On a recent trip to Seattle, I enjoyed getting a nice view of the city as the plane circled around in order to make the appropriate approach for landing.
I found myself looking over the swath of city, across the various lakes and waterways, around the guardian mountains–I was looking for just one thing: the Space Needle. Surely it would be an experience to behold the iconic landmark from above!
It was an experience indeed…a rather unremarkable one.
It took me quite some time to locate the tower, lost as it was amidst the other buildings residing within the city. It turned out to be like trying to find a single amber blade of grass on the plains of an African savannah.
And when I did finally locate it, I got no sense of its sky-scratching height or the ingenuity of its architecture.
The complete lack of impressiveness I experienced upon sighting the tower was due to one thing: perspective. When gazing down from a lofty position of my own, I was unable to experience any sense of wonder.
The joy of beholding something neat was lost on me because I myself was up too high. Several days later, I was able to drive right next to the Space Needle, and only then did I get a properly awe-filled look at it, coming from a view for which both it–and I–were designed.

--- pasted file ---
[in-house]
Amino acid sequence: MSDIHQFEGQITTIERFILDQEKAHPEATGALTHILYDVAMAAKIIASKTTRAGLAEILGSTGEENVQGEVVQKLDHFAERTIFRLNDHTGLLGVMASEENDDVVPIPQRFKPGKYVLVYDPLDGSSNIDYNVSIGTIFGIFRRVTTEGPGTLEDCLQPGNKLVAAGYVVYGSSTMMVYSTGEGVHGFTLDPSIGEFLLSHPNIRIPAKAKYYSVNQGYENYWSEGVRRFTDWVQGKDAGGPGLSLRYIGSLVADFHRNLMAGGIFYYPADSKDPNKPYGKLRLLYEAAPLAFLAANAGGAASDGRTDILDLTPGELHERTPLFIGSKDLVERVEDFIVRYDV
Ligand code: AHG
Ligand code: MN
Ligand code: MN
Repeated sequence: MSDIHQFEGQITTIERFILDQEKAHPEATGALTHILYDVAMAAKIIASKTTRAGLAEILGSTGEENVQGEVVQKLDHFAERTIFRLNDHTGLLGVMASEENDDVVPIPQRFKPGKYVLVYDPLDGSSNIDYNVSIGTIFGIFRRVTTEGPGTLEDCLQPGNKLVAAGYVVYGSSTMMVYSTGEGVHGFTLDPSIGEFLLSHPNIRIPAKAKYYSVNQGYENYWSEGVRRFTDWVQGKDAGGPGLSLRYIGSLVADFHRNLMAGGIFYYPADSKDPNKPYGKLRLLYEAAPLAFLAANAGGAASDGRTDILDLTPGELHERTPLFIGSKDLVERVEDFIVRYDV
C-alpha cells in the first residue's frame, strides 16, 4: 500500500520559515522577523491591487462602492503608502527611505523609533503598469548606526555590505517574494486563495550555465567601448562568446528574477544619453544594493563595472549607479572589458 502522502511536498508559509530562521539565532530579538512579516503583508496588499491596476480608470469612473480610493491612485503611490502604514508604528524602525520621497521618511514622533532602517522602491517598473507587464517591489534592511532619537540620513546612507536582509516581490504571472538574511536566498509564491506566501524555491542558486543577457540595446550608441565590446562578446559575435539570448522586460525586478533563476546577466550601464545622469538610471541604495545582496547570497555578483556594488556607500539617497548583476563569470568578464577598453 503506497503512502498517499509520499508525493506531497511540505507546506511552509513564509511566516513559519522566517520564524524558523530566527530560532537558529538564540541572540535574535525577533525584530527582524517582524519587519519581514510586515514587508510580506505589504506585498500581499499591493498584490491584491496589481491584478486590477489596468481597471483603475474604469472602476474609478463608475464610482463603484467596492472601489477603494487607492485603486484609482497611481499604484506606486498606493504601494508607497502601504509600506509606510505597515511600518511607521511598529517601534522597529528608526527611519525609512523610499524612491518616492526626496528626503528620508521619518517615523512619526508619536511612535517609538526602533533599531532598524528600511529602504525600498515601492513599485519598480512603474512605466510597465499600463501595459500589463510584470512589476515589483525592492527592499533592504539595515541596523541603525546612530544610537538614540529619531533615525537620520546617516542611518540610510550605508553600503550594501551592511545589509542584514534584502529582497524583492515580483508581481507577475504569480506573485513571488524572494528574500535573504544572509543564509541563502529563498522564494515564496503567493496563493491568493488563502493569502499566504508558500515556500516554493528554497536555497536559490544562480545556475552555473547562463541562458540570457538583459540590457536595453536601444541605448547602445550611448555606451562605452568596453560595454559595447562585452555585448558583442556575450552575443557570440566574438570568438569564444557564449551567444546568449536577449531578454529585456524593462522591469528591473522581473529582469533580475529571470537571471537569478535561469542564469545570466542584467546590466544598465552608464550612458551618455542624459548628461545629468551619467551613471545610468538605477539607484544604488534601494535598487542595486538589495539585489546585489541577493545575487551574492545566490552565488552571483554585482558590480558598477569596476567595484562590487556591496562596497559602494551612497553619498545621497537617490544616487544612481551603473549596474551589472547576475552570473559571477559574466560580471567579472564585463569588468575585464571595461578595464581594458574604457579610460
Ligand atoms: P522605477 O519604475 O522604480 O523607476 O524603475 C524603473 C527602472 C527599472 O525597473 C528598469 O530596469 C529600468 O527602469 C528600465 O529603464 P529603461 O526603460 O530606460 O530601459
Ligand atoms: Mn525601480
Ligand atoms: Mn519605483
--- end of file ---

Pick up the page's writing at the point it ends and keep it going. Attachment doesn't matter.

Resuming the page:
It intimidates me to think how many other wonder-ready experiences turn out unremarkable because I am not of the right perspective to receive them. If I were to come with humility, without the illusion of self-importance, without the loftiness which a me-centered life so often engenders, how many more times would I find myself with a special opportunity to get caught up in wonder?
I may never again have the chance to fly over Seattle. I may never again have the chance to drive around the base of the Space Needle. And so, I must work to keep myself with proper perspective at all times, or else run the risk of encountering even more of the wonders of life and receiving them as rather unremarkable.